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01 September 2014 Last updated
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Parenting

Family matters: The busy parent trap

Waterparks, kids' shows, birthday parties and play areas. In a city where we are spoilt for choice, sometimes the most enjoyable option is overlooked, says mother-of-two Louisa Wilkins

By Louisa Wilkins, Features Editor, Aquarius
1 Jun 2012 | 12:00 am
  • Mother with child

    Sometimes the best family time is simply time spent at home relaxing. (Photo used for illustrative purposes only.)

    Source:Getty Images

If there's one thing I am guilty of it's over-booking. I'm not sure why I do it (unrealistic perception of what can be achieved in a day? Can't say no? A secret love for chaos? All of the above?), it just happens. It is not unheard of for my Friday schedule to include a dog walk. pancakes, beach, cinema (taking some extra children with us), groceries, haircuts - oh, and just popping into wherever to drop off whatever - all before lunchtime. Action-packed. Exciting. Fun-filled. I love it. The kids love it. Or so I thought.

When suddenly house-bound by a knee operation earlier this year, just getting myself, my book and a flask of tea to the garden table was a struggle. So, once there, I nestled in for the long haul. And a miraculous thing happened. We stayed in our pyjamas until way past lunchtime (if I'm honest, it was closer to dinner time) - the kids were playing with their friends and I was reading my book. We'd stop and do some colouring, or play a game of Uno. The kids would go into the kitchen and bring out supplies of fruit and biscuits. And we did nothing. Nothing at all. We didn't leave the house for the entire weekend - not once - and it was one of the best weekends we've ever had. It was a revelation.

Journalist and author Carl Honoré (carlhonore.com) is recognised as a heavyweight in the world of The Slow Movement and in his first book Under Pressure, he applied the ethos to parenting, coining in the term ‘slow parenting'. He says, "Slow in this context does not mean doing everything at a snail's pace. It implies quality over quantity; real and meaningful human connections; being present and in the moment. To me, slow parenting is about bringing balance into the home. Slow parents keep the family schedule under control so that everyone has enough downtime to rest, reflect and just hang out together. They accept that bending over backwards to give children the best of everything may not always be the best policy."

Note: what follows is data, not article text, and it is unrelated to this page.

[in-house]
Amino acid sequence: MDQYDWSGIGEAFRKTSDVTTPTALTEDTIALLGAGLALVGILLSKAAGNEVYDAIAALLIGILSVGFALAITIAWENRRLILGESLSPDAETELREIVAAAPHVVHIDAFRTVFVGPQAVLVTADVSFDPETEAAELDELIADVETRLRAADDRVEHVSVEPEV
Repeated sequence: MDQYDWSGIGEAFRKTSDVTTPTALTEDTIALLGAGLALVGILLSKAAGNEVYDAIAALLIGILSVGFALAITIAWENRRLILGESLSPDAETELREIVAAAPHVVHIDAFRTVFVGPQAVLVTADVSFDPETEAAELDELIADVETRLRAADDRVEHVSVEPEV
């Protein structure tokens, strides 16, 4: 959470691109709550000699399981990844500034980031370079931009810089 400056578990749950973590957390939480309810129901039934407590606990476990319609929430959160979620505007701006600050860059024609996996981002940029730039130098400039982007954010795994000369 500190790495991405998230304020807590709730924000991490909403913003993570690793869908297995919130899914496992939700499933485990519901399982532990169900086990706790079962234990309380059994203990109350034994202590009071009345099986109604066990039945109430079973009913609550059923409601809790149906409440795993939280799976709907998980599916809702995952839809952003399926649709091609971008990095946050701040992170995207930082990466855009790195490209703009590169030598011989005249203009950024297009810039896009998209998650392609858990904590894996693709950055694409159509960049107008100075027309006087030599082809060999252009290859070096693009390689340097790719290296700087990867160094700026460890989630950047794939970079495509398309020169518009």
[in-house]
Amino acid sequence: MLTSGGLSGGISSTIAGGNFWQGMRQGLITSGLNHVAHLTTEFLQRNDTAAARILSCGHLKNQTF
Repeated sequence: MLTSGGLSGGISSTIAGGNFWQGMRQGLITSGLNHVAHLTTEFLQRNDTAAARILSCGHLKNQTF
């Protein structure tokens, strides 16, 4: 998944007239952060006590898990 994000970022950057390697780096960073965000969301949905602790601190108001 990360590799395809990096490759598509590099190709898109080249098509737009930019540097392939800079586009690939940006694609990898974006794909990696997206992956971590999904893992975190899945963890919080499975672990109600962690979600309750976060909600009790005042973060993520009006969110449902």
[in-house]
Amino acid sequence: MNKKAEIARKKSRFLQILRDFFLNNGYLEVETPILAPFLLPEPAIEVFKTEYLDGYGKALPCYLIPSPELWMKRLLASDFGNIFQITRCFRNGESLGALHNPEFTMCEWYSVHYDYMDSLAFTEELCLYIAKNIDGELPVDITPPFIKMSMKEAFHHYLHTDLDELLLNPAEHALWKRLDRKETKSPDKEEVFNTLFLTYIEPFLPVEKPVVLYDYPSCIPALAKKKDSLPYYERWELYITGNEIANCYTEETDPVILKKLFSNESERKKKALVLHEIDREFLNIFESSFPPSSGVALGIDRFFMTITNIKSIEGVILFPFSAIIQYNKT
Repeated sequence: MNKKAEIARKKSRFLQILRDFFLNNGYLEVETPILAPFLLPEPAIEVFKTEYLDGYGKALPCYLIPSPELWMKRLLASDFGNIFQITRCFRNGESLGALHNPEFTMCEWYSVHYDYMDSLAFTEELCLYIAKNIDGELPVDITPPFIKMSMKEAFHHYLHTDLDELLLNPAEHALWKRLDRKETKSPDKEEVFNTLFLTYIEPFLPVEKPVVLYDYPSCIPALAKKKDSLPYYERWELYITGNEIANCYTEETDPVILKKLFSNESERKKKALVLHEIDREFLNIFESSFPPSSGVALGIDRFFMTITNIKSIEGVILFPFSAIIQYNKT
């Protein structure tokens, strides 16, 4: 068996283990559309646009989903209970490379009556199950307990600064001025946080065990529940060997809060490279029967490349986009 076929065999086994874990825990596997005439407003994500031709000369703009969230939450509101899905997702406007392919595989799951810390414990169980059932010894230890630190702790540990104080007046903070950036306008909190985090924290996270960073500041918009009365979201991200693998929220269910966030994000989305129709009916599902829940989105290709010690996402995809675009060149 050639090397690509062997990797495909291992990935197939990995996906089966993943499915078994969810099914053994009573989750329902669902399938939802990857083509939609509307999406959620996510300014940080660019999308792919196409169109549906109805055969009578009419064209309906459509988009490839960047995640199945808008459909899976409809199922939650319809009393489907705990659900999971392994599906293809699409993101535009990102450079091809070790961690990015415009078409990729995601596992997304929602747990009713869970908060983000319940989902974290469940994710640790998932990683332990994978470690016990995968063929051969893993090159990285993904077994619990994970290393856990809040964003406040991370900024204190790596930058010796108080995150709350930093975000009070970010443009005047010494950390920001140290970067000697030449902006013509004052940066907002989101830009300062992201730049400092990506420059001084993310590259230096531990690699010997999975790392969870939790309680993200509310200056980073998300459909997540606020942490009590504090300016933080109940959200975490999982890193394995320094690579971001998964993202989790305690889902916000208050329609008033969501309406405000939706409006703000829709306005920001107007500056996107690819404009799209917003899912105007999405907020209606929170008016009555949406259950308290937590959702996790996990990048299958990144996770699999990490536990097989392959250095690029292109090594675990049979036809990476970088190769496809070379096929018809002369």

It's so obvious and natural. You can't help but wonder why you aren't doing it already. I'm sure my grandparents were slow parents and I know for a fact that my parents were. So why don't we do it? Where did this manic style of parenting, where we try and cram all of life's experiences into a single childhood, actually come from? According to Honoré, it comes from society. "We start from the noble instinct to do the best for our children, but end up going too far," he says. "Social and cultural pressure drives a lot of this. As parents we feel immense pressure to give our children the best of everything - to give them a ‘perfect' childhood."

I hadn't realised that what I was aiming for was perfection - I thought I was just making it fun. But talking with other mothers, it seems perhaps it does come from a desire to give our children a ‘perfect' childhood with exposure to as many activities as possible. The theory being that it will help us discover any lurking natural talents, or ignite an early passion. Didn't all gymnasts and concert pianists start at the age of three?

Another reason parenting has gone into hyper mode could be that there is simply so much to do. Farmers' markets with petting zoos, animatronic dinosaur displays, waterparks, snowparks, new kids' films and theatre shows, yoga for kids, acting for kids, discos for kids... It's hard not to get caught up in the fabulousness of it all and just book yourself - and your children - silly.

But no. Remember the garden table. Think of Simon and Garfunkel - "Slow down, you move too fast... you gotta make the moment last." It takes effort. Conscious effort. You have to plan to not plan. I hereby declare that this weekend we will do nothing. Sorry folks, we can't join you for the picnic/birthday party/play area/ice skating because we will be busy doing nothing. I wonder what my children will think when I tell them the only thing we are doing before lunch is breakfast.

I call my three-year-old, wish him a happy Thursday and ask him what he'd like to do this weekend. He says, "Go to the beach, play with my friend next door... and relax on the sofa." Relax on the sofa? Not Magic Planet? Not Mini Monsters? I am agog. Slowing down is obviously not going to be difficult for him then. And actually, his wish-list itinerary sounds pretty great. Some outdoor time. Some socialising. Some chilling with the family. It sounds stress-free, relaxing - perhaps even perfect.

Aquarius is tweeting: Follow Louisa Wilkins on @louisa_aquarius   

By Louisa Wilkins, Features Editor, Aquarius

By Louisa Wilkins, Features Editor, Aquarius